to interrupt the tale artfully ...

Dag said...

I suspect that Booth would follow a "religion" that practices human sacrifice to the extent as did the Aztecs if it followed the collapse of Communism, rather than, as does, Islam. Islam just happened to be the next thing on the road. It's the latest manifestation of anti-Modernity. She doesn't care what it's about other than that it is hostile to Modernity.

Modernity is, more than anything else, about the practice of free thinking, which, in previous days, was a euphemism of atheism. But it is also a plain reality that Modernity is Privacy. That maddens the kind of person Booth is: that the sacerdotal society she seems to love is gone, that the communitarian order is finished, and that individuals are free, whether they like it or not, to choose for themselves their lives as they live them. It is a freedom that exposes them to themselves as they are. thus, being no one and nothing in themselves, they flee from their emptiness to return to a shared identity of any powerful group to lose themselves in. That's why she doesn't care about the dogma. All she wants, all they want, is the identity and the security of the powerful host.Sacrality means nothing to them, I'm pretty sure. Anything will do so long as it protects them from their freedom.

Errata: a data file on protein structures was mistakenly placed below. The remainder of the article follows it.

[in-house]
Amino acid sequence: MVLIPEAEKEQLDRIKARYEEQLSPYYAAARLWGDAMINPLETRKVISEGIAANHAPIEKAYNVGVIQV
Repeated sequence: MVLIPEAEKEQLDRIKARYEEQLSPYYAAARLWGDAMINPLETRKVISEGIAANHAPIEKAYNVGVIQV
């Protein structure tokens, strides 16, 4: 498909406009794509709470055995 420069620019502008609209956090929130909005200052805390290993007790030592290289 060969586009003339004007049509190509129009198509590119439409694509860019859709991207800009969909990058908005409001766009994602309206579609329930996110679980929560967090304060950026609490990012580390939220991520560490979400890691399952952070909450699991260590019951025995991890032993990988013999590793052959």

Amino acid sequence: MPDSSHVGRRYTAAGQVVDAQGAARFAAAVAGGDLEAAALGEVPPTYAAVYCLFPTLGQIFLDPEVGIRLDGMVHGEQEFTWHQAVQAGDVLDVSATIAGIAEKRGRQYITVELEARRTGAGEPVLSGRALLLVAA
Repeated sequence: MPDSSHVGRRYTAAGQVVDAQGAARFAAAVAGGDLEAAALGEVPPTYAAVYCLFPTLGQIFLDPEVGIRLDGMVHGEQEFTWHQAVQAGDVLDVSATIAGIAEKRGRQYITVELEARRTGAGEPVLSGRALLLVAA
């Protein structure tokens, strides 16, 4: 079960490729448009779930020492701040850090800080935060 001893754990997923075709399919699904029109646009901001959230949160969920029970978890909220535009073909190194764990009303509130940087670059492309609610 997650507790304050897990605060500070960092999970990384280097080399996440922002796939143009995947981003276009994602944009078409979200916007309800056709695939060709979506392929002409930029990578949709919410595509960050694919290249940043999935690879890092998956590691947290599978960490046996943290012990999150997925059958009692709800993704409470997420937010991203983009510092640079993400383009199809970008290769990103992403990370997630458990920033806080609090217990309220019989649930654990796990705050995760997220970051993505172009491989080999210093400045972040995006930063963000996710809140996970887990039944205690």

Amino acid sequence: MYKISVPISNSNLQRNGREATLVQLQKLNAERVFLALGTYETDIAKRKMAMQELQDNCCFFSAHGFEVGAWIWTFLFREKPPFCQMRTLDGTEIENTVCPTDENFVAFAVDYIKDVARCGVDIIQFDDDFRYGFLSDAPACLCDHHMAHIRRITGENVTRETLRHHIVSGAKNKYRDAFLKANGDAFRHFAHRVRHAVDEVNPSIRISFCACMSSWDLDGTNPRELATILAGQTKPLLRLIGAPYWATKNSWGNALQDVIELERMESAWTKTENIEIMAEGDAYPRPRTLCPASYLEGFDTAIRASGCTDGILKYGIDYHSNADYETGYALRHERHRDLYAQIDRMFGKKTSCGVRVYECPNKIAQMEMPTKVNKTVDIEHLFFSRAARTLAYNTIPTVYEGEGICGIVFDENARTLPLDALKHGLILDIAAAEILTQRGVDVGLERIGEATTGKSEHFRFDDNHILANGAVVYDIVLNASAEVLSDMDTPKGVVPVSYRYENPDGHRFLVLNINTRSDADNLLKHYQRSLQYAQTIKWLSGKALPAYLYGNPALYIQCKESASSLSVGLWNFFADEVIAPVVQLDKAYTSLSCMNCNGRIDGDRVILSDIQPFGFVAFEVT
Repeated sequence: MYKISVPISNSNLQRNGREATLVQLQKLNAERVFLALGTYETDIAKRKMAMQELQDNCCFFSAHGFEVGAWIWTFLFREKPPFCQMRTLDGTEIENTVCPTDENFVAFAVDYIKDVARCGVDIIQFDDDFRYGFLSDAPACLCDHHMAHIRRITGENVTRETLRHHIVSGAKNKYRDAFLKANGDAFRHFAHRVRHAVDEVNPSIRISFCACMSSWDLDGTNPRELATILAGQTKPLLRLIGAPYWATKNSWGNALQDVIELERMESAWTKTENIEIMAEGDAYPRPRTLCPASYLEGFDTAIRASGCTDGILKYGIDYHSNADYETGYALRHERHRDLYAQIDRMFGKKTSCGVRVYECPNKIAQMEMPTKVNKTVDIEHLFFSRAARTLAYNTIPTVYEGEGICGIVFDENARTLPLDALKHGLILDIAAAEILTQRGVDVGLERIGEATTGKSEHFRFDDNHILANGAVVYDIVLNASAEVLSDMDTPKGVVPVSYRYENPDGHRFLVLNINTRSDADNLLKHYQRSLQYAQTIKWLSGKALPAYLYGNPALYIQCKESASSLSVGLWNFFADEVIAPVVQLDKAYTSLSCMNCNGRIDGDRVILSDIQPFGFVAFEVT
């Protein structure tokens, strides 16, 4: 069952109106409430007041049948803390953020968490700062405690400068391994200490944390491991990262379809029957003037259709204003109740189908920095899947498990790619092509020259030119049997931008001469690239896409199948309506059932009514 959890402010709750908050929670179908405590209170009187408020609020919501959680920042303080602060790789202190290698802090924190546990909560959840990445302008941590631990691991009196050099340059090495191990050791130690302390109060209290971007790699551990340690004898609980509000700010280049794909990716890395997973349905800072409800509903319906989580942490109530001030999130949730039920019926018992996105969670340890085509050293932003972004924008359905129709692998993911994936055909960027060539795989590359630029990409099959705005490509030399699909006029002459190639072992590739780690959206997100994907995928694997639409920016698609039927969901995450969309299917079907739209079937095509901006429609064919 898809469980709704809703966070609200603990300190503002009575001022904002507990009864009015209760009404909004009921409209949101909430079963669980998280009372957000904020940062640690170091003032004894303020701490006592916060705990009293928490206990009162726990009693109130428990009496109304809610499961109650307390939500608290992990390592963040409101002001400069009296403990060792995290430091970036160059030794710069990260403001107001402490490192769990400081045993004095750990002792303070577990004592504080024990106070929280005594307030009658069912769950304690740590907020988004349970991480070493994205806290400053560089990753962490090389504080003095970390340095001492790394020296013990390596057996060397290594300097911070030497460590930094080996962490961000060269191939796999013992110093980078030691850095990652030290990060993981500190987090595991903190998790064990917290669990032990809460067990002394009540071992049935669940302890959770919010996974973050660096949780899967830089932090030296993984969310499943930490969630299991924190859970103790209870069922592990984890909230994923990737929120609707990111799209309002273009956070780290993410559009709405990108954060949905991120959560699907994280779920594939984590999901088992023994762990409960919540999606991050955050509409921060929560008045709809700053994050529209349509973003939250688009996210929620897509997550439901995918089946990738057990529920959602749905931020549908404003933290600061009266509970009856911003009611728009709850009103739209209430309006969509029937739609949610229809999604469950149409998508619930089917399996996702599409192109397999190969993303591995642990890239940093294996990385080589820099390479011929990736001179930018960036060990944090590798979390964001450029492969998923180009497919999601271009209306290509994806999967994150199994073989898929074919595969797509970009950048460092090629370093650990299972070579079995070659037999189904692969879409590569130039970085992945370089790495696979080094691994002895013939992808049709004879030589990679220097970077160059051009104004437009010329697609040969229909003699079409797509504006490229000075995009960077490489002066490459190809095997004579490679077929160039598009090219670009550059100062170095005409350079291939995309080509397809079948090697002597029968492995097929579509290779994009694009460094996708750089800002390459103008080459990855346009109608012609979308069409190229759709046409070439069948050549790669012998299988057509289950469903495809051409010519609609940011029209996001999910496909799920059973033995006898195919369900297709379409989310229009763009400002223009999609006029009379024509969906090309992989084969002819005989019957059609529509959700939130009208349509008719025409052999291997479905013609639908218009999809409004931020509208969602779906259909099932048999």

Dag said...

I think most people prefer to have answers regarding the sacred given from authority, even if they hate that authority, so long as that authority is seen as powerful. Then hate becomes love, love of Stalin, love of Hitler, love of any oppressor who torments, so long as it can be seen as ultimately powerful. Then the sufferer can see himself as deserving, whether of hatred or love or just plain suffering. Life gains meaning. Power is the godhead, and the sufferer is "recognised" and validated as a being, not some atomic nothing-being who has no meaning whatsoever among others just like him.